Mexico’s export-oriented economy relies heavily on commodities like oil. When commodity prices decline due to a global economic slowdown, MXN can strengthen relative to GBP, which is less directly tied to commodities. This adds another layer to the negative correlation between USD/MXN and GBP/MXN. 

How to Trade USD/MXN

USD/MXN is a popular currency pair for forex traders due to its relatively potential high volatility compared to other pairs. Here’s an overview of how you can trade USD/MXN: 

Trade USD/MXN Using Fundamental Analysis

This type of research involves analysing economic factors that influence USD and MXN. These can be interest rates, inflation, economic growth and geopolitical events. Analysing central bank policies by the Fed and Banxico is crucial, as they decide monetary policies that can significantly impact the exchange rate. 

By focusing on economic news and events, you can use fundamental analysis to trade USD/MXN. The key is to identify how these events might influence the relative strength of the US and Mexican economies. 

Other factors like OPEC decisions can cause volatility. Falling oil prices may represent a challenge for Mexico, as an oil exporter. Traders could buy USD/MXN in anticipation that the peso will depreciate and lose value. 

Trade USD/MXN Using Technical Analysis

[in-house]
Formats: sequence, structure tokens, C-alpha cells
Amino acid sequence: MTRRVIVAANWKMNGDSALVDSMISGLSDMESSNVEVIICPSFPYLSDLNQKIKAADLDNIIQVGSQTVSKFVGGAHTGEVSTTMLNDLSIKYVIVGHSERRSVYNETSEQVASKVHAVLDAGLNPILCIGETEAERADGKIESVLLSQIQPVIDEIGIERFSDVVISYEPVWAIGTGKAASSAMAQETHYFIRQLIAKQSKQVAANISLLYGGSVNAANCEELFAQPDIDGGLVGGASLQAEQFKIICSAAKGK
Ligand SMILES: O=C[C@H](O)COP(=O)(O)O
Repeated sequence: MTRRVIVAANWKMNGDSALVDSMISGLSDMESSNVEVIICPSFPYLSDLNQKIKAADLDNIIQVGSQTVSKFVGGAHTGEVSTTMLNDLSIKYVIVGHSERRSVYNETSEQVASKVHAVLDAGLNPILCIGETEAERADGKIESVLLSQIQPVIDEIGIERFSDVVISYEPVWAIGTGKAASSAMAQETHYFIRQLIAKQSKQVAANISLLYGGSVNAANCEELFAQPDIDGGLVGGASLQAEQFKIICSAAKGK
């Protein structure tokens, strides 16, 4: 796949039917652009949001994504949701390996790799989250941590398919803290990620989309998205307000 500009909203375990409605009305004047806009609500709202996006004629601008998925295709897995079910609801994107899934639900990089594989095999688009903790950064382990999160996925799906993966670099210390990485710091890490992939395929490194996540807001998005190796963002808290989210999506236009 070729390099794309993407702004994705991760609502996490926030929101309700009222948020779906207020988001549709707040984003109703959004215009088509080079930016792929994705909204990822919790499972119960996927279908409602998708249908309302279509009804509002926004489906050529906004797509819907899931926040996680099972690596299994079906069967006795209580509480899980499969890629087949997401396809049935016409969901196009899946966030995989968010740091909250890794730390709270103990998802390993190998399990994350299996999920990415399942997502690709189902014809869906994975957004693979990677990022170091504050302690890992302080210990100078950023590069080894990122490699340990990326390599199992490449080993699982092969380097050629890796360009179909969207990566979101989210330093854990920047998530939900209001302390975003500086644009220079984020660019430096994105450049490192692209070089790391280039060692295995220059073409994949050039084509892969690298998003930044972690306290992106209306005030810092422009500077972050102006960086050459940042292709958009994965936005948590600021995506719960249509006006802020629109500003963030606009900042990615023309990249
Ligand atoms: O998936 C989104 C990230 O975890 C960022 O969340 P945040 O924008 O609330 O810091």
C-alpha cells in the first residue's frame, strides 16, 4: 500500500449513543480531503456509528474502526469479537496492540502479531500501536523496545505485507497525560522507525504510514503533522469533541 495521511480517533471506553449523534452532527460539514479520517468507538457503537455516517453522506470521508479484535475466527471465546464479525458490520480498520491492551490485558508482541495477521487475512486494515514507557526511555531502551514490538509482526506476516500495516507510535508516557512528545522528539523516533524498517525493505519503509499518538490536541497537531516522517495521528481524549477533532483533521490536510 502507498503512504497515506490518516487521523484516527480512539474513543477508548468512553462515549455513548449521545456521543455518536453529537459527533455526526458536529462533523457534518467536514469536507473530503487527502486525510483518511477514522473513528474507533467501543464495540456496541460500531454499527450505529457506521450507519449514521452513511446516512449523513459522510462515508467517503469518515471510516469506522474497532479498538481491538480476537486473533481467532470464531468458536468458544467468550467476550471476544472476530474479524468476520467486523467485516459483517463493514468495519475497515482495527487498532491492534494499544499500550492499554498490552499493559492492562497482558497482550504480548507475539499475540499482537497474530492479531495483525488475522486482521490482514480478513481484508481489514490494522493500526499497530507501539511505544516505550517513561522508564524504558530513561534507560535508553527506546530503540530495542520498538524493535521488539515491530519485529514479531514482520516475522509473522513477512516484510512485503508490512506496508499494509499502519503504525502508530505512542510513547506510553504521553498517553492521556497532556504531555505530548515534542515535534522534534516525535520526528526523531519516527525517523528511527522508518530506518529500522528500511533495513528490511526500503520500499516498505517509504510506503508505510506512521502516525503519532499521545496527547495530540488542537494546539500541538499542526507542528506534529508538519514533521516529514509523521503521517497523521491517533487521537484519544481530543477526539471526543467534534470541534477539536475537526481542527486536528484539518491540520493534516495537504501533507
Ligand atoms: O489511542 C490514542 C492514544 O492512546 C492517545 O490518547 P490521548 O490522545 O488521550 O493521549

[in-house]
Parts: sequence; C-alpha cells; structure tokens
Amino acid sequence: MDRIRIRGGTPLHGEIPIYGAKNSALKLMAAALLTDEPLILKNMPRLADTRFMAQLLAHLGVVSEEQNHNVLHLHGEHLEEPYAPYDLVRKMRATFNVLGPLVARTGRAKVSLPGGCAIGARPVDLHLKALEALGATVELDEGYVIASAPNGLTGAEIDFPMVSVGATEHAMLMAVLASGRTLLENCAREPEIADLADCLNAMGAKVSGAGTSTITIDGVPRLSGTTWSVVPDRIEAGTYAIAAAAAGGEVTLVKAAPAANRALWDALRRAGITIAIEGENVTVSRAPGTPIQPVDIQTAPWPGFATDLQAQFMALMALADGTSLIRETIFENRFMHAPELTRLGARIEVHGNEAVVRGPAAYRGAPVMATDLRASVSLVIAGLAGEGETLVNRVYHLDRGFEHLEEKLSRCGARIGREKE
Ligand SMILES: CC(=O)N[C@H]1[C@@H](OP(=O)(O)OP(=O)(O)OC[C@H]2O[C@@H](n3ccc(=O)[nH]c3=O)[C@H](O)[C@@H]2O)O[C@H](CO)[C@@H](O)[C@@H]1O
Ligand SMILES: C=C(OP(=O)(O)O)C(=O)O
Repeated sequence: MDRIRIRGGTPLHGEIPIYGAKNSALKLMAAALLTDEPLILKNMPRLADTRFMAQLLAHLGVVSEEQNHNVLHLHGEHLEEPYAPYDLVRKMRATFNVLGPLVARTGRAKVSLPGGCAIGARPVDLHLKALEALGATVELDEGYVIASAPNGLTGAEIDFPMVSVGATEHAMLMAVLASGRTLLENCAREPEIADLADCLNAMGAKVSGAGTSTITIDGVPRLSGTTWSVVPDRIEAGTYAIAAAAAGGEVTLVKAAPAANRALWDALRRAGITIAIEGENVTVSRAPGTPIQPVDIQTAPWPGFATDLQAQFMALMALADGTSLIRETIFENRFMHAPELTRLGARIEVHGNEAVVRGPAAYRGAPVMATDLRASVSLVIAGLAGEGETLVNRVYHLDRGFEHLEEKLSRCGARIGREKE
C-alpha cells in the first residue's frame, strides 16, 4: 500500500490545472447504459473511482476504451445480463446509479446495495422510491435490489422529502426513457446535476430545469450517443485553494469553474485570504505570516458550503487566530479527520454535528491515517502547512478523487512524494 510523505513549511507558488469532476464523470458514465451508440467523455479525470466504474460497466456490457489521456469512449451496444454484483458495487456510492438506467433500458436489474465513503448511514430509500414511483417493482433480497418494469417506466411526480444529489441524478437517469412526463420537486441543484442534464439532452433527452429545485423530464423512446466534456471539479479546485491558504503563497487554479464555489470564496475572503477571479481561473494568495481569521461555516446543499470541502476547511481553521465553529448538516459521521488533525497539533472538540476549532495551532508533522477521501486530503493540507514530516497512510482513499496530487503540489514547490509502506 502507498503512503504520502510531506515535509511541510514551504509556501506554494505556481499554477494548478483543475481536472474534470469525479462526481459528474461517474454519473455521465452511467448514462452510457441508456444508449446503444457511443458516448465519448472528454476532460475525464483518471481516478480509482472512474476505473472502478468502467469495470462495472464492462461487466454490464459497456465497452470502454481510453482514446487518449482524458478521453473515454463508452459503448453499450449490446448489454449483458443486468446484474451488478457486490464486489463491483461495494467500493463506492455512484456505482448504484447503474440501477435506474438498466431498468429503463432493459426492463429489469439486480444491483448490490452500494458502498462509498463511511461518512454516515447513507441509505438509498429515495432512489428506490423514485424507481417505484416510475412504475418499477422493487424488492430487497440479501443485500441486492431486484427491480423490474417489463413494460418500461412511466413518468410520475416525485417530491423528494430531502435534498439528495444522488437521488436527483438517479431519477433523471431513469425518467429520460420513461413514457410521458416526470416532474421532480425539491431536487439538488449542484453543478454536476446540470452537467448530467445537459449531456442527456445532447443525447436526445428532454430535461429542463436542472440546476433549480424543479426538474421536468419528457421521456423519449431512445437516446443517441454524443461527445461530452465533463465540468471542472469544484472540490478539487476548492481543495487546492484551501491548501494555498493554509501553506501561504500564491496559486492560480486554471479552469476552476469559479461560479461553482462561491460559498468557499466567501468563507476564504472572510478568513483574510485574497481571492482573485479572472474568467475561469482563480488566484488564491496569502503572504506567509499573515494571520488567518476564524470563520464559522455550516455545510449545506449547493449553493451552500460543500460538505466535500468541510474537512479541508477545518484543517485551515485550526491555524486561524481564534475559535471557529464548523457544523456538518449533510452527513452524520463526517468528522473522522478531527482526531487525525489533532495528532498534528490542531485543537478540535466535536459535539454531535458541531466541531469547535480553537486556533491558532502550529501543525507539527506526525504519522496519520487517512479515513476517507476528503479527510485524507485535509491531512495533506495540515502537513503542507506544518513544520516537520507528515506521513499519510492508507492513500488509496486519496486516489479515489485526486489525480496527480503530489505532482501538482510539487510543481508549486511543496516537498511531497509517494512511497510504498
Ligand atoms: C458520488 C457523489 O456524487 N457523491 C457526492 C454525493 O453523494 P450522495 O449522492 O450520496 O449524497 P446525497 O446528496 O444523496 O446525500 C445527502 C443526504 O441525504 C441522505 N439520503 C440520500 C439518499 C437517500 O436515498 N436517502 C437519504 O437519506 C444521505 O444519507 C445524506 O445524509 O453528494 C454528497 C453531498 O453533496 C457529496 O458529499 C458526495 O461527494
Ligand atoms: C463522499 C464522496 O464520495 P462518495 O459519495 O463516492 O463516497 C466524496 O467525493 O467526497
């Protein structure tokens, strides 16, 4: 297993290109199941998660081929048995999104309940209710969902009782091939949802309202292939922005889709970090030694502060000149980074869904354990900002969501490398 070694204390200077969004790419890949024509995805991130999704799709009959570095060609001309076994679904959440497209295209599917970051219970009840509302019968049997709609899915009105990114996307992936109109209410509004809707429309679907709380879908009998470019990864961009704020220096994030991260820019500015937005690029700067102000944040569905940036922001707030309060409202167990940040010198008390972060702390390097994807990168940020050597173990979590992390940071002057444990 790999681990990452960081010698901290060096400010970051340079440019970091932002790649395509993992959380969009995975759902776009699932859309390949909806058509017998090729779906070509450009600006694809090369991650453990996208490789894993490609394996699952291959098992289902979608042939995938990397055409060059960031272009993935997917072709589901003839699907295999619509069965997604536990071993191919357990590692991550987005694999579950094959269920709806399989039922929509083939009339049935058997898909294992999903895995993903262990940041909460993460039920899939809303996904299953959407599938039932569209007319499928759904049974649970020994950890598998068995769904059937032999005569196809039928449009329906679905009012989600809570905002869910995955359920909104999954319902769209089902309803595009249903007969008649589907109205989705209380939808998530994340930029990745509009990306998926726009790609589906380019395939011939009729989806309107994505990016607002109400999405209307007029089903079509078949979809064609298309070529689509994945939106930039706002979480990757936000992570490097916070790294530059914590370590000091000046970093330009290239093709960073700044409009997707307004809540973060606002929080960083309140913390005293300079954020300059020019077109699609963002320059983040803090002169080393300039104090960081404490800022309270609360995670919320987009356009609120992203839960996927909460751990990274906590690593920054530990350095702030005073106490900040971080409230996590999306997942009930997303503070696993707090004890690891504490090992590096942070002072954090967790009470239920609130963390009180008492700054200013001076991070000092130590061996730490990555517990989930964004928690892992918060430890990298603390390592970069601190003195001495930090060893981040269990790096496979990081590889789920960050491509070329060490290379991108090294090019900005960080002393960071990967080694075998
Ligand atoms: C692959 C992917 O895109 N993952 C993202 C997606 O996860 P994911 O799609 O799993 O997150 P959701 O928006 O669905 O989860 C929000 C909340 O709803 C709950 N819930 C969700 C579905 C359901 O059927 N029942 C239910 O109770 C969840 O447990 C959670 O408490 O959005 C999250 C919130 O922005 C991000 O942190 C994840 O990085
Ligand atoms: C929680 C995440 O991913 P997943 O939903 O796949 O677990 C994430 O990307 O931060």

Technical analysis involves studying historical price charts and technical indicators to identify potential trading opportunities. It focuses on charts patterns, trends and support and resistance indicators to identify potential buying and selling points. 

Popular indicators you can use to trade USD/MXN include:

  • Moving Averages (MA): These smooth out price movements to reveal underlying trends. Common MAs include the 50-day, 100-day and 200-day moving averages. A price consistently trading above its moving averages suggests an uptrend, while trading below suggests a downtrend. 

  • Relative Strength Index (RSI): This is a momentum oscillator, that moves between 0 and 100. It is used to measure whether the currency pair is overbought (above 70) or oversold (below 30). Traders might look to buy near oversold zones, anticipating a reversal, or sell near overbought zones. Traders can also use this indicator to check divergences between the RSI and price. 

  • Fibonacci Retracement: Retracement levels are horizontal lines that indicate potential support and resistance levels based on the Fibonacci sequence.  Traders use these levels as support and resistance to identify areas where the price might reverse direction during a retracement within a larger trend.